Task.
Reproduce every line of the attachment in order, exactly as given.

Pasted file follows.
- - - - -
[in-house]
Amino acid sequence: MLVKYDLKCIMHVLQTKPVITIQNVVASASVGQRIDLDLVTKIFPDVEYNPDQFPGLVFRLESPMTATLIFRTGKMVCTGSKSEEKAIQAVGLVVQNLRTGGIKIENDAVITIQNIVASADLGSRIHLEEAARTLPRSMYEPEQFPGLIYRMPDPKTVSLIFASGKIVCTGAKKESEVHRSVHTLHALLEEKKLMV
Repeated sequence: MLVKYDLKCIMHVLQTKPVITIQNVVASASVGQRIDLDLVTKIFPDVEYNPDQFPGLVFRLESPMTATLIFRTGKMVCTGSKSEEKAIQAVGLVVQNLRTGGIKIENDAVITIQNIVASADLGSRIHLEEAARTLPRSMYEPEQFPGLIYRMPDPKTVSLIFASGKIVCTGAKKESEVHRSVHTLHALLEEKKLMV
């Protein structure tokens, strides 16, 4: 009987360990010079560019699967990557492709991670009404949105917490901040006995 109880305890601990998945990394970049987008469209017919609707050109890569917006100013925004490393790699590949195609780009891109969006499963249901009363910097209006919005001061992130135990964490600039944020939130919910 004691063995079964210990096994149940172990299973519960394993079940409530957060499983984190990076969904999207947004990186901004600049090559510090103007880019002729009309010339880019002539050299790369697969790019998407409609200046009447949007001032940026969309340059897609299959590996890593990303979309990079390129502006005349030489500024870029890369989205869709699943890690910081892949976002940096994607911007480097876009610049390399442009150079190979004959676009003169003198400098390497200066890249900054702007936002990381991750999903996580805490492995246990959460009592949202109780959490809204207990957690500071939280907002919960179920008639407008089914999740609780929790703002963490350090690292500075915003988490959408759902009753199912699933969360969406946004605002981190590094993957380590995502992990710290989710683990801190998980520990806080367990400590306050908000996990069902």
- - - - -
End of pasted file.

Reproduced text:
[in-house]
Amino acid sequence: MLVKYDLKCIMHVLQTKPVITIQNVVASASVGQRIDLDLVTKIFPDVEYNPDQFPGLVFRLESPMTATLIFRTGKMVCTGSKSEEKAIQAVGLVVQNLRTGGIKIENDAVITIQNIVASADLGSRIHLEEAARTLPRSMYEPEQFPGLIYRMPDPKTVSLIFASGKIVCTGAKKESEVHRSVHTLHALLEEKKLMV
Repeated sequence: MLVKYDLKCIMHVLQTKPVITIQNVVASASVGQRIDLDLVTKIFPDVEYNPDQFPGLVFRLESPMTATLIFRTGKMVCTGSKSEEKAIQAVGLVVQNLRTGGIKIENDAVITIQNIVASADLGSRIHLEEAARTLPRSMYEPEQFPGLIYRMPDPKTVSLIFASGKIVCTGAKKESEVHRSVHTLHALLEEKKLMV
């Protein structure tokens, strides 16, 4: 009987360990010079560019699967990557492709991670009404949105917490901040006995 109880305890601990998945990394970049987008469209017919609707050109890569917006100013925004490393790699590949195609780009891109969006499963249901009363910097209006919005001061992130135990964490600039944020939130919910 004691063995079964210990096994149940172990299973519960394993079940409530957060499983984190990076969904999207947004990186901004600049090559510090103007880019002729009309010339880019002539050299790369697969790019998407409609200046009447949007001032940026969309340059897609299959590996890593990303979309990079390129502006005349030489500024870029890369989205869709699943890690910081892949976002940096994607911007480097876009610049390399442009150079190979004959676009003169003198400098390497200066890249900054702007936002990381991750999903996580805490492995246990959460009592949202109780959490809204207990957690500071939280907002919960179920008639407008089914999740609780929790703002963490350090690292500075915003988490959408759902009753199912699933969360969406946004605002981190590094993957380590995502992990710290989710683990801190998980520990806080367990400590306050908000996990069902």